Terraria – Lava Dome

I’ve been having some fun with the new Terraria update. Leo and I built a Lava Dome. It’s a wall filled with lava surrounding our entire base. The entrances are filled with active blocks so we can flip a switch during an invasion and the doors will fill with lava. It’s admittedly completely impractical… but pretty awesome anyway 🙂

You can also see our art gallery.

lavadome v1.0

The automatic lava generator is pretty easy to make too. Just make a large chamber and put a inlet pump at the bottom and an outlet pump at the top. Wire them up with a 1 second timer and let it go. It won’t generate lava automatically but what will work is to put blocks separated by a single space all next to each other then take a bucket and dump a single load on top of each divider. Those will continue to split and if you leave and come back later your chamber will be full. You can then wire up a different outlet pump to pump all the lava wherever you want.

This game is ridiculously fun and engrossing. The new update is worth checking out even if you have played Terraria before.

Geometry Wars Galaxies

If you’ve been wondering why I’ve been somewhat MIA lately it’s completely due to Geometry Wars: Galaxies.

If you own a Nintendo Wii, do yourself a favor and go out and buy this game right away. It’s amazing. It’s exactly like the Xbox Live Arcade game of the same title (minus the galaxies) except with LOTS of diversity. There is a new “drone” feature where you get to pick a type of drone to take with you into battle and the more you use it the more your drone will go up in power. Some of the later levels are frankly impossible without the help of your drone. Besides just being incredibly fast paced and visually stunning the game is full of all sorts of clever little devices used to surprise you and change things up.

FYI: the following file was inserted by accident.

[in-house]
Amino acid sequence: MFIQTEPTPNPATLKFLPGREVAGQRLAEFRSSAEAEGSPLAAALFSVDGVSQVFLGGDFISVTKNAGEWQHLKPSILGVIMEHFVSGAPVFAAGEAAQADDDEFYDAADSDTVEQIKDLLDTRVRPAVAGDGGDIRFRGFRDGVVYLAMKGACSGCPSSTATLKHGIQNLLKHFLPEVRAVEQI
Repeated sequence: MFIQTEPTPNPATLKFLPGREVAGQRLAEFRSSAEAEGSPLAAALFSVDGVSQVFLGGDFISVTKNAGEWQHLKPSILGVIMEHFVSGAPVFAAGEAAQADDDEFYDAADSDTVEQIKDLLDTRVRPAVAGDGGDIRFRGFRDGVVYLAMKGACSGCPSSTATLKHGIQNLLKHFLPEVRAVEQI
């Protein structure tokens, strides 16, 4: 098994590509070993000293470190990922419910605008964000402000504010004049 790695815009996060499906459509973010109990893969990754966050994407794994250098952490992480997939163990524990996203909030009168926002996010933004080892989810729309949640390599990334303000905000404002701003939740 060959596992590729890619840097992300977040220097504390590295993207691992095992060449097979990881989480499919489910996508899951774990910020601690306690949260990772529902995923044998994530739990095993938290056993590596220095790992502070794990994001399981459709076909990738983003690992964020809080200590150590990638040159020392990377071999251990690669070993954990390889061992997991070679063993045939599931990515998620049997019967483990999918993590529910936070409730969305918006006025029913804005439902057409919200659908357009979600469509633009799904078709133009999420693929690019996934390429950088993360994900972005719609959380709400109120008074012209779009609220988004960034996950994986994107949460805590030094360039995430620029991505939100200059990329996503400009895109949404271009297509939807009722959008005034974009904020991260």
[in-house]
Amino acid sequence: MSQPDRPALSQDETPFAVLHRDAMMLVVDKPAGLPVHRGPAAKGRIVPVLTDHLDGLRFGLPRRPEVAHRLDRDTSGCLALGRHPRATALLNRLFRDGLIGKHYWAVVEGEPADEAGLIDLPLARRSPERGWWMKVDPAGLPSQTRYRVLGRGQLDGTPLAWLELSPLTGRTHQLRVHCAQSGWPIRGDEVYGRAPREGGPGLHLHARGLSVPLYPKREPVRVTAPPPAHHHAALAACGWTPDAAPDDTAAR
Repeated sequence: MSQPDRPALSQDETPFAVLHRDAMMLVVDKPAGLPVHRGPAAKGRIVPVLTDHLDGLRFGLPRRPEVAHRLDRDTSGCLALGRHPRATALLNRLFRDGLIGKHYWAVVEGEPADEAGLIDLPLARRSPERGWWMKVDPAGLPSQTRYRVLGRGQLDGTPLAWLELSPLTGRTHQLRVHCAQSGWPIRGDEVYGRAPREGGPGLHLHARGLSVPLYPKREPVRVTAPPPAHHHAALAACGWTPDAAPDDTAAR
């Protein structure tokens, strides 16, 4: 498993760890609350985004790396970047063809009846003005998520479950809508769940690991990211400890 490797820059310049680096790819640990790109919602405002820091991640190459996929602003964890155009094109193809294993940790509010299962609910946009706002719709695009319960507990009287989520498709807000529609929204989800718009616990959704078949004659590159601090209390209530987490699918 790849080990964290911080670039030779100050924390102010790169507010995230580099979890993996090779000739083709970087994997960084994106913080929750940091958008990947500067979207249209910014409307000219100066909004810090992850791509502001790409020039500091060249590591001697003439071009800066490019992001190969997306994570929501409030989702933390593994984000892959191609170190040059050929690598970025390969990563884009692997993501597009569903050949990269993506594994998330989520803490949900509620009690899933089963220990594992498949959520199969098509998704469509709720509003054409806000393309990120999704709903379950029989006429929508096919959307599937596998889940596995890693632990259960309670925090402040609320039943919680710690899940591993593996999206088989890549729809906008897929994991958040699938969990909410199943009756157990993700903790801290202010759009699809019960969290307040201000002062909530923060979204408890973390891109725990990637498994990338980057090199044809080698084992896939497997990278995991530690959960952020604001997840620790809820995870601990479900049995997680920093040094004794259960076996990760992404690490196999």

The only thing I would complain about this game was simply that it’s on the Wii. I mean I like the Wii and all but the controller you have to use is just too small for my hands for such a fast paced game. I’ll probably have to see if I can beat my old score on xbox live after all this practice.

Watch this video if you haven’t played geometry wars before:

Geometry Wars–4 Million

Rockband and Homebrew

I just recieved my Rock Band gift from Magenic for being apart of the Magenic Technology Council, today. I think it’s time to keg my beer and have a Rock Band and Homebrew party finally!

If you’ve got nothing better to do and you live in the twin cities area send me an email and I’ll let you know how to get to my place!

By the way the beer is a ESB, so if you are of the American macro brew persuasian you might want to bring your own. I will probably try to pick up a case of something lighter but you never know.

Drop In

 

Last night I attended the monthly Twin Cities XNA User Group meeting. Instead of having a single presenter we have six members of the group stand up and talk about some projects they’ve been working on for 15 minutes or so. I have a feeling that everyone could have just gone on and on about what they were doing but, alas, there was no time.